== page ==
Anglo-Dutch Brewery, Tabitha the Knackered: a favourite of mine from the festival. Golden amber with an orangeflower water nose. Slyly warming at 6%. Refreshing but complex.

Bushy’s Oyster Stout: Another favourite. I would like a glass of this right now please. Very close to Porterhouse’s version, minus the salinity and with more chocolate happening.

Dunham Massey, Chocolate Cherry Mild: An amazing beer, exactly like its name except that it’s not too sweet at all, balanced by a gently hoppy finish. I drank a lot of this.

Mighty Oak, Oscar Wilde Mild: It was tasty but through a major party foul I ended up wearing most of this.

Valhalla, Old Scatness: Named after the Iron Age village in Shetland and brewed from the ancient grain bere, this was really a light but satisfying beer– one which I went back to again and again. While in the Okneys we lived on the local flat bere loaves and the fresh white cheese made at a farm near our cottage. I thought this beer would have gone perfectly with these lunches. It made me long to go back to the Outer Hebrides.

Thursday was a blur of ciders– the most memorable was Rathay’s Old Goat with its mossy, forest creature nose and very dry finish.

I had several other milds and a few other stouts but I neglected to make note of them.

13 Responses

  1. I find the only tolerable way to enjoy the GBBF is to go in a group. We go every year and colonise one or two tables, then take it in turn to go and buy rounds, each one from a different bar. The rounds are mixed, with each individual deciding what they want from that bar — the bar is announced a few minutes in advance, and the designated beer-fetcher takes orders.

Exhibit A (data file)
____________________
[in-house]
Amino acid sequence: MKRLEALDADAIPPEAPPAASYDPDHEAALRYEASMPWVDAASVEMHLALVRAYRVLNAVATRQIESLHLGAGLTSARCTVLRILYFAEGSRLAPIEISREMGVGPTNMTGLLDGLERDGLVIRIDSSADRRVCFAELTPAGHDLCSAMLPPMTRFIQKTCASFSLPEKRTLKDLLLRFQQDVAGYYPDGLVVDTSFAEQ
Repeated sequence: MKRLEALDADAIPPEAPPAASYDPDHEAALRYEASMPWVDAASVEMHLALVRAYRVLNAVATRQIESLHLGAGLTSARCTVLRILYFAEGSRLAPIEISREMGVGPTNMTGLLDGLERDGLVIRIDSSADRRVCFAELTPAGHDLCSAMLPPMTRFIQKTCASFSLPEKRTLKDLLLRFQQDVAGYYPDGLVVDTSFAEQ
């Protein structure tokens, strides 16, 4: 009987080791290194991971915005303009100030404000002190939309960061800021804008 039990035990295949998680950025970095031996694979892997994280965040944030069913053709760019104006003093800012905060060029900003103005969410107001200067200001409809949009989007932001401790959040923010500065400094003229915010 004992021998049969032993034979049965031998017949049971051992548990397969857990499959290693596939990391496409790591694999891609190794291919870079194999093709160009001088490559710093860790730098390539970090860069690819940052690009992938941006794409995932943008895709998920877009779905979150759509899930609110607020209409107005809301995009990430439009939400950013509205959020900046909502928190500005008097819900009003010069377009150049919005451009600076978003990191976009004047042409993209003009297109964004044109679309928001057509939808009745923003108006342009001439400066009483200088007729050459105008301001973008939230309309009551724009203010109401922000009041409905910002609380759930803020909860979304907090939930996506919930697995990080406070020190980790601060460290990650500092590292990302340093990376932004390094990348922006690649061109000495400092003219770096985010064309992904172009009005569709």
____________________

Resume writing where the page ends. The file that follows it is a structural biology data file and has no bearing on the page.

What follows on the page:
We usually go on Thursdays (and we have at least one person there from the start so no trouble getting a table); if you’d like to join us next year then just drop me a line (you should have my email address from this comment but if not then it’s Can’t help with the Friday though — Friday at the GBBF is my idea of hell.

    Incidentally I had a question that I was wondering if you could help me with. I had a beer the other day (Archer’s One For The Road) that tasted quite sour to me and I was wondering if it was meant to be like that; but I have no idea how to find out. Are there any mailing lists, newsgroups, forums, etc, where I could ask what other people thought of this beer (and expect to get a decent number of replies)? I tried googling but it’s quite a tricky name to google for.

  2. Hey Kake– I really like your masterplan! Next year I will take you up on the invitation.

    I realized that part of my misery was doing the whole thing alone, or coming after work so there was no way to grab a table, etc. One night I did go with a group but not early enough to get a table.

    I had never gone on a Friday before– you are right. Primal! I will avoid it next year.

    I have never had One for the Road, but if it was sour it had probably gone off. What did it smell like? I have had other Archers beers and they all were very good. I would ask the folks at the blog– they seem to know almost everything, or will know where to find out.

  3. Oscar Wilde is available in the Nags Head, Walthamstow. Let me know if you fancy a trip some time…

    I’m touched by your faith in us… I don’t tend to do newsgroups etc but if there’s a particular beer I’m interested in reading reactions to, I have a look on the beer blog search engine set up by the nice guys at Hop Talk.